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Sexy Time: Cashing In Your V-Card


I was absolutely terrified to lose my virginity. I had built it up in my head to be a significant, life-altering step, one that would cement my status as a sexually desirable woman. It turned out to be a disorienting, uncomfortable, disgusting experience that shook my confidence for months. The guy and I were getting hot and heavy, clothes came off, and suddenly he was penetrating me. I went along with it for literally five seconds, and then I rolled off. That was not what I wanted.

There were so many unaddressed factors — he wasn’t wearing a condom, I wasn’t on birth control, I hadn’t exactly consented…it was atrocious. Naturally, I never spoke to that guy again, and quite fortunately, there weren’t any profound consequences. A few month later, I met a new boy and I decided to have sex with him. It was wonderful. Prior to him, with every single “first” experience with a guy was always somewhat traumatic after the fact. I would just feel so anxious, nauseated, and unable to sleep because I would be shaking so hard. This was completely different — I felt calm, content, not upset with myself, and actually excited about having sex again. I think that’s how everyone’s first (and second, and last) experience should be, and this is how I would go about making it happen.

1. Make sure you’re ready.

It’s one thing to be nervous — you’re trying something new, it’s natural. But if you have profound, stomach-turning doubts about being sexually active, don’t do it. If you’re not ready to deal with the possibility of sexually transmitted disease, pregnancy, or even just a flaky partner who stops speaking to you after the deed is done, you’re not ready. Everyone reaches the stage where they’re ready to have sex at different times. I didn’t have sex until I was 21 — not old by any stretch of the imagination, but definitely well after most of my friends had already started doing it. Ignore any pressure you may feel from your friends or anyone else. You’re the one who’s going to be living with the ramifications of your actions.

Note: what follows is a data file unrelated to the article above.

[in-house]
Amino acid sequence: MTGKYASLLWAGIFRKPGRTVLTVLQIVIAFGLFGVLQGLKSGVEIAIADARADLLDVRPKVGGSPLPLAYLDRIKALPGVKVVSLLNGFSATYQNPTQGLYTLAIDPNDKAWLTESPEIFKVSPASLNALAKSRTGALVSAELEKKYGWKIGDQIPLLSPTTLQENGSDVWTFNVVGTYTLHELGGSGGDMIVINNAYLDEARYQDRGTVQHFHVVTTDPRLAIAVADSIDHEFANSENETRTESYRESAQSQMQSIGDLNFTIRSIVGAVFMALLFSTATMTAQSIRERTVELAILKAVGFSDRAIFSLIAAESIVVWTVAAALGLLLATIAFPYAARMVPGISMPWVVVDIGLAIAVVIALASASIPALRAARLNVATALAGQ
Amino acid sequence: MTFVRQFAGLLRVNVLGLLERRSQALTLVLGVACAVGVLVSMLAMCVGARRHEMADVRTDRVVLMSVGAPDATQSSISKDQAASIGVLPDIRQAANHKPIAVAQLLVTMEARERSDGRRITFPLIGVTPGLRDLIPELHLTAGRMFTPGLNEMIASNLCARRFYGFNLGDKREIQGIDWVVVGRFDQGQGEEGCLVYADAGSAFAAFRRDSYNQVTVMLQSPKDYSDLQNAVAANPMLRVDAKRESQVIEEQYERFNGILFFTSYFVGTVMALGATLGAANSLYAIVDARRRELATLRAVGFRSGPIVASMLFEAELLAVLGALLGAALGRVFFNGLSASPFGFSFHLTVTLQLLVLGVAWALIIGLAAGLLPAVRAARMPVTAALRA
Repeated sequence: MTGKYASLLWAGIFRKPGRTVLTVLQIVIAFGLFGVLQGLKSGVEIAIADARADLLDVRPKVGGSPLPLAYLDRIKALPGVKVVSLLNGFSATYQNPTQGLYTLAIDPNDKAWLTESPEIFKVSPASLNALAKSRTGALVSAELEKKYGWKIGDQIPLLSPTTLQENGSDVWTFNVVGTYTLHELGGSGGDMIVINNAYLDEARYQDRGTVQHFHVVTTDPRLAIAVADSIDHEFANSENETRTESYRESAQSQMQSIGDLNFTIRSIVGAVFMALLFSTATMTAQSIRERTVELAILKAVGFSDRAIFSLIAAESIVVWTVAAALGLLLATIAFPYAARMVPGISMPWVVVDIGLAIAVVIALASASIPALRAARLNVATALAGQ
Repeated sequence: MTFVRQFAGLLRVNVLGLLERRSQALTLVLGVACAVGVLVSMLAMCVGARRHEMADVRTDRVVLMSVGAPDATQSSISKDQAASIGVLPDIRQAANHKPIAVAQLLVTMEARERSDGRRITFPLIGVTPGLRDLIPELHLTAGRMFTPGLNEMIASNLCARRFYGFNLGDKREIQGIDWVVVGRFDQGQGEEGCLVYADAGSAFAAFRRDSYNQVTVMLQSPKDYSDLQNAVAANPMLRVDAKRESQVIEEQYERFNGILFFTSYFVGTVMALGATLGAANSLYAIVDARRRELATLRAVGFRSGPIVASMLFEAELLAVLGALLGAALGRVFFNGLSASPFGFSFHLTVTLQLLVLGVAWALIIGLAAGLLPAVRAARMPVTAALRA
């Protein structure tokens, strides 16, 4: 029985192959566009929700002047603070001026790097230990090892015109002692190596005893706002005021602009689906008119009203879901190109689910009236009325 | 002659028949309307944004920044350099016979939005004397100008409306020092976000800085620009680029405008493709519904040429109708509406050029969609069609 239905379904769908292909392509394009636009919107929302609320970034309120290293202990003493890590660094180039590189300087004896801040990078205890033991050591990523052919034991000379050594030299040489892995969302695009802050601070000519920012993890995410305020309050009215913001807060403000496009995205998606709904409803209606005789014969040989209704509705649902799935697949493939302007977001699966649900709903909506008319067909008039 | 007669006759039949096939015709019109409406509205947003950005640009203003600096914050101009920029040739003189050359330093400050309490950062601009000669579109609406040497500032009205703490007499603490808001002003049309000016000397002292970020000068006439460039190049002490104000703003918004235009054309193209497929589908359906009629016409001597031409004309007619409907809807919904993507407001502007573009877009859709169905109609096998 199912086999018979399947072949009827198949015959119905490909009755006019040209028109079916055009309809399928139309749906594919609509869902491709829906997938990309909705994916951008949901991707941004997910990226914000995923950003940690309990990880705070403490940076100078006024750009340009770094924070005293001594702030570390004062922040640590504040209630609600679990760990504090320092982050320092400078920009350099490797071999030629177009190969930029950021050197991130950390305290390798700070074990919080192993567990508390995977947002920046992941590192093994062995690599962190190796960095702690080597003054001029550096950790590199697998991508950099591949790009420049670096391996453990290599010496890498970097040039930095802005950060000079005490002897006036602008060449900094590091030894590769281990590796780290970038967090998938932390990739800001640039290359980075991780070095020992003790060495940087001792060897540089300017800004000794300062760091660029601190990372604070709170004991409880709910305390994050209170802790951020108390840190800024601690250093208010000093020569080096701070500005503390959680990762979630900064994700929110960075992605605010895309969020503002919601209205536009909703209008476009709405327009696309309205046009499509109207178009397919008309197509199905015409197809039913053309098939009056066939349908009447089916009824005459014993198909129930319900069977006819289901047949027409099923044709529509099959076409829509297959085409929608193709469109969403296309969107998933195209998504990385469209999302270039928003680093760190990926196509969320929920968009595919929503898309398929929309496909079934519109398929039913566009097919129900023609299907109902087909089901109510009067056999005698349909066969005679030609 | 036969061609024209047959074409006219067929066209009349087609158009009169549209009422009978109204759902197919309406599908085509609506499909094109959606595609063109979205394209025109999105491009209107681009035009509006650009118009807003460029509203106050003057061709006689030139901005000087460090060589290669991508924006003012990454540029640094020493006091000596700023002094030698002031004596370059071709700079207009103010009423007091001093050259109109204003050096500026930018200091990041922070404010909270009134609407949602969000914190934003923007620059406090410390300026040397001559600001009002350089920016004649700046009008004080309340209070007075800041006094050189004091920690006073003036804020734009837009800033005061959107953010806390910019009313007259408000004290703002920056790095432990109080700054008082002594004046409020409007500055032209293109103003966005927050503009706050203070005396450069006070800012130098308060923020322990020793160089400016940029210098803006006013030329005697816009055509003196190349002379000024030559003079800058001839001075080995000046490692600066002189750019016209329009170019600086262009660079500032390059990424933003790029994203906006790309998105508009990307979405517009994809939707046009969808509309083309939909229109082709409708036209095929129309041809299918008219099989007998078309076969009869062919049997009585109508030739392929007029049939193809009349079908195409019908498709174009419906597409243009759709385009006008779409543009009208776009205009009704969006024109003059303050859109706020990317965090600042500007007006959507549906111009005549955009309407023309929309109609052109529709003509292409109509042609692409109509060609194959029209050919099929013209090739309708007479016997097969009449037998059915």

2. Practice safe sex.
Don’t be afraid to insist on using protection. Some people are completely responsible, and you won’t even have to be the one to bring it up, but some people are a little more…relaxed. Until you are in a monogamous relationship where both parties have been tested and have decided to go condomless.
3. Don’t worry about your inexperience.
If it would make you feel better, feel free to disclose it to your partner. Otherwise, just go with the flow. Enthusiasm, confidence, and a willingness to learn go a long way. Don’t be afraid to ask your partner what they want, and don’t be afraid to share what you want. If you’re with someone of quality, it won’t be too awkward.
4. Prepare your body.
5. Get on top.
One of the best ways to get comfortable in any new situation is to take control. If you’re on top, you control the speed and depth, and it will be easier for you to stop if it gets too painful.
6. Don’t expect to orgasm.
It’s just unlikely to happen. Sex can be overwhelming, and your nerves may get in the way.┬áMaybe the first time will utterly suck just because it wasn’t at all like your imagination. Usually there’s nowhere to go but up.
It’s totally normal to feel a little bit melancholy or just…off after you do it. Cuddle with your partner if you’re up to it, or just go be by yourself. Having sex in and of itself is not a huge deal, but our society attaches so much baggage to virginity that you feel a little bit strange or hollow when you no longer identify as one. Remember that you are still the same person you were prior to having sex, that you are not at all slutty or immoral, and that you are worthy of having sex with again. Those are all things I struggled with after my lame first time. Sex is supposed to be fun, energizing, and exciting, so don’t stress too much and enjoy the ride.
Mariah Carey's closet is what I see when I dream at night. Email me at stilettosandpearlnecklaces [at]!